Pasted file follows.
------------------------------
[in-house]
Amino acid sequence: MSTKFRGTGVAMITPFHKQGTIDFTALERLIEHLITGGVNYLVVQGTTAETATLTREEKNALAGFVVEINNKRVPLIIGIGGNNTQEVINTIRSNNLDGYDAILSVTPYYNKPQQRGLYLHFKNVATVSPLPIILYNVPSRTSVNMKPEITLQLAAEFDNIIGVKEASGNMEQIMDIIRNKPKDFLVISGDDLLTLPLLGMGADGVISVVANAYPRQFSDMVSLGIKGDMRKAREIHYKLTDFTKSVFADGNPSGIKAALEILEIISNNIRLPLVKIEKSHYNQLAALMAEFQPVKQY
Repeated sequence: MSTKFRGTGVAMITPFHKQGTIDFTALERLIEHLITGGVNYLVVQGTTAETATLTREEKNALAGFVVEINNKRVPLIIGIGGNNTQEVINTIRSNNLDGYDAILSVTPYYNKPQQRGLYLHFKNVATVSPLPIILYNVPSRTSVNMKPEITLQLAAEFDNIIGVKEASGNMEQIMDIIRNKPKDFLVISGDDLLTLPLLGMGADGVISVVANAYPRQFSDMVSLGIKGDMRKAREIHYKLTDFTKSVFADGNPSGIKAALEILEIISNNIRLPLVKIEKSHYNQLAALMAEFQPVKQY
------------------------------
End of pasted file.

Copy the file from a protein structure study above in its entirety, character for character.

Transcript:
[in-house]
Amino acid sequence: MSTKFRGTGVAMITPFHKQGTIDFTALERLIEHLITGGVNYLVVQGTTAETATLTREEKNALAGFVVEINNKRVPLIIGIGGNNTQEVINTIRSNNLDGYDAILSVTPYYNKPQQRGLYLHFKNVATVSPLPIILYNVPSRTSVNMKPEITLQLAAEFDNIIGVKEASGNMEQIMDIIRNKPKDFLVISGDDLLTLPLLGMGADGVISVVANAYPRQFSDMVSLGIKGDMRKAREIHYKLTDFTKSVFADGNPSGIKAALEILEIISNNIRLPLVKIEKSHYNQLAALMAEFQPVKQY
Repeated sequence: MSTKFRGTGVAMITPFHKQGTIDFTALERLIEHLITGGVNYLVVQGTTAETATLTREEKNALAGFVVEINNKRVPLIIGIGGNNTQEVINTIRSNNLDGYDAILSVTPYYNKPQQRGLYLHFKNVATVSPLPIILYNVPSRTSVNMKPEITLQLAAEFDNIIGVKEASGNMEQIMDIIRNKPKDFLVISGDDLLTLPLLGMGADGVISVVANAYPRQFSDMVSLGIKGDMRKAREIHYKLTDFTKSVFADGNPSGIKAALEILEIISNNIRLPLVKIEKSHYNQLAALMAEFQPVKQY